Last night’s RTE programme was disappointing but sadly
    unsurprising and no shock that Fianna Fail and Fine Gael councillors are in the
    thick of it.

    Only last week an official (non party affiliated as far as I
    know)at Wicklow Circuit Court was found guilty of corruption. Allegations
    around corruption in planning against officials and elected representatives
    have been hanging like a dark cloud over County Wicklow for some time. In line
    with recommendations contained within the Mahon report, Sinn Fein have been
    pressing the government for a full investigation and the appointment of a
    planning regulator. Despite promises from government to implement these recommendations
    nothing has been done. As far back as May of last year, Mary Lou McDonald and
    Brian Stanley spoke in the Dail highlighting serious allegations in relation to
    planning matters in County Wicklow and further afield.

    Assuming neither the Labour Party nor Fine Gael have
    anything to hide, it beggars belief that these parties are refusing to get on
    with a process of investigation. Given the level of concern over alleged
    planning irregularities and given the fact that the government has committed to
    a full investigation; it is somewhat confusing that there has been no movement to
    date. What is being offered by the government is a pathetic lifeless and flimsy
    replacement to the standards in public office team which has little or no
    independence. The government parties have learnt nothing from the battery of
    scandals and investigations that have occurred over recent years.

  • SeaanUiNeill

    As one of my old English teachers from the early 1960s used to say at the end of one of his very un-PC forays into humour…..

    “But actually, boys, there are poor people who are genuinely suffering from this affliction…..”

  • Tochais Siorai

    Nice timing for your lot as all those awkward questions about Pearse Mc Auley fade into the background for a while.

  • Robin Keogh

    Over the last ten years or so there have been thousands of so-called ‘awkward’ questions. They fade and come back, fade and come back, fade and come back. To be honest we are used to it at this stage and expect it on a weekly basis. Nothing awkward about them anymore to be honest, just par for the course. Same accusations, same questions, same answers. So while the public fall asleep with the boredom of it all and look around to see who is asking real relevent questions such as how to solve the hosuing crisis, what to do about hospital trolleys and waiting lists, how to get our young emmigrants back, how to create jobs and stimulate investment etc. us shinners are out trying to find those answers and work for the good of our communities. I know it is easier to believe that we are all mass murdering, brain washed, obedient stooges; it satifies a need to explain away the rise of modern Sinn Fein to where it is now. Half a Million voters and growing.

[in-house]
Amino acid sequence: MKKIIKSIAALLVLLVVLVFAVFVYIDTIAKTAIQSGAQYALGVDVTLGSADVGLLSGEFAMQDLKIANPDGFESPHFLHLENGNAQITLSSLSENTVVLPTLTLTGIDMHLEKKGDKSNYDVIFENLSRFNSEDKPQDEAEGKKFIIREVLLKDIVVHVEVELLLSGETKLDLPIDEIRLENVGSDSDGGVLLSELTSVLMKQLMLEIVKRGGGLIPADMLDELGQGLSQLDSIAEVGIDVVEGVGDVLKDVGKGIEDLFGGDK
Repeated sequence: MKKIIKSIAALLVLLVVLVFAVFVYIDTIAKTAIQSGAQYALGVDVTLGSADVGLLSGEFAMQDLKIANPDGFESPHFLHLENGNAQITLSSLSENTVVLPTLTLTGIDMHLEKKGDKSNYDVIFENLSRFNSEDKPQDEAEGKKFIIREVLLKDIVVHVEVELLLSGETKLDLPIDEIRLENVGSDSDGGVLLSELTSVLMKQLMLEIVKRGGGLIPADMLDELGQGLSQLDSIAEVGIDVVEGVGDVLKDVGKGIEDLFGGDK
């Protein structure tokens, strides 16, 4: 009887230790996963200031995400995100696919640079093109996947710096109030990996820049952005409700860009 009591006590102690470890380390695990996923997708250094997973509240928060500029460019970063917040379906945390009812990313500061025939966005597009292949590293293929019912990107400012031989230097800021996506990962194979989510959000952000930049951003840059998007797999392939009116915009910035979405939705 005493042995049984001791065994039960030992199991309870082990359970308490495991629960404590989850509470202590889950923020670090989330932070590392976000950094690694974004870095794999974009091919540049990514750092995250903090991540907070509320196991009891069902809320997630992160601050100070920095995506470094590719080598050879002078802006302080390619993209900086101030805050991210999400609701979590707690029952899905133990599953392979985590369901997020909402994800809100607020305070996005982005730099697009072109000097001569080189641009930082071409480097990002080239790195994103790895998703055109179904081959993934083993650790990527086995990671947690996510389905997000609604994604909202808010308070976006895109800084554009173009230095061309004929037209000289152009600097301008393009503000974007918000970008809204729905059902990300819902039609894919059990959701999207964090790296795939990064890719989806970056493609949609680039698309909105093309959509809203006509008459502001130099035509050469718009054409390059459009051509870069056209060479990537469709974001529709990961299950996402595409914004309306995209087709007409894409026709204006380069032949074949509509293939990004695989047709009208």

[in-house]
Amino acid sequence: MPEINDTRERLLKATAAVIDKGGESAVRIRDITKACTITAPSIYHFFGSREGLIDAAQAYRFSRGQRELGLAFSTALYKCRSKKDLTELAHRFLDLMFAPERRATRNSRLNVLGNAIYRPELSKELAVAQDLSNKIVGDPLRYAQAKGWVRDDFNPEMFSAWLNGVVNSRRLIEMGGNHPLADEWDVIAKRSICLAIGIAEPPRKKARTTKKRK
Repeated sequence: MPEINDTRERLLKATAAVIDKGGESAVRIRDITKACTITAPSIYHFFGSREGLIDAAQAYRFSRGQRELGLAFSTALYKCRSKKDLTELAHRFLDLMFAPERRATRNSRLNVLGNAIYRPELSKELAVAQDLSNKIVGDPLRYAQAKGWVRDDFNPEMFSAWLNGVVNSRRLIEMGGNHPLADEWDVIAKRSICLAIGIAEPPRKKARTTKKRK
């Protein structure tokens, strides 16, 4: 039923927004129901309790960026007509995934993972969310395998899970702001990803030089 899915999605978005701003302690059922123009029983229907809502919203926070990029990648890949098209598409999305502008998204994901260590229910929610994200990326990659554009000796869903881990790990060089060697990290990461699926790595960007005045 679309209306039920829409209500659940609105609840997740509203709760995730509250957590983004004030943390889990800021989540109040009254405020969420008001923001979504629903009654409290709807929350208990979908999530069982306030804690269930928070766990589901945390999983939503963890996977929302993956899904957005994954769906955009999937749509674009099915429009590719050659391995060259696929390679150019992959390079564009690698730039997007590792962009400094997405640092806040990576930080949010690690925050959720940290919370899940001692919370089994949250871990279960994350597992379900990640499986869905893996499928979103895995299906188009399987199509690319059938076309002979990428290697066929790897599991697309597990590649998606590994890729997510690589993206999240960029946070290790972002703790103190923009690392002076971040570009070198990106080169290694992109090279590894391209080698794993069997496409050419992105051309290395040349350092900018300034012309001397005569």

• Tim Nelligan

    Great article. Thanks Slugger.

    Although “Graft” means a type of political corruption for personal gain, the word also has the definition and connotation of “hard work”; therefore, I suggest Dan use the word “Grift” as a replacement in this context. Fraudsters, cheaters and swindlers should not be confused with hard-working people.

  • aquifer

    And we are handing town planning over to our councillors . . .
    We need a corruption hotline and maybe some sort of amnesty. e.g. For those who paid a bribe to a councillor and got nothing out of it because the DOE still did their job.

  • Greenflag 2

    Of course its not just Ireland either North or South . For a true explanation of ‘Grifting ‘ I recommend this writer


    The financial crisis of 2008/2009 has’nt really gone away !

  • Hugh Davison

    There’s another thread about Pearse McAuley. Go away.

  • Tochais Siorai

    Thank you for the information. My point is however, imho, valid as the programme was a godsend for a party struggling with what is a difficult news story for them.

    Anyway, to address your second point, if the site editor or even the writer of the piece tells me to go away, then fair enough. You, Hugh, on the other hand have been blessing us with your wisdom here for a glorified wet weekend. Who the f**k do you think you are to tell anyone to go away?

  • Hugh Davison

    Touchy, much?
    Your comment doesn’t actually have anything to do with the original post. More a case of: let’s bash the shinners again.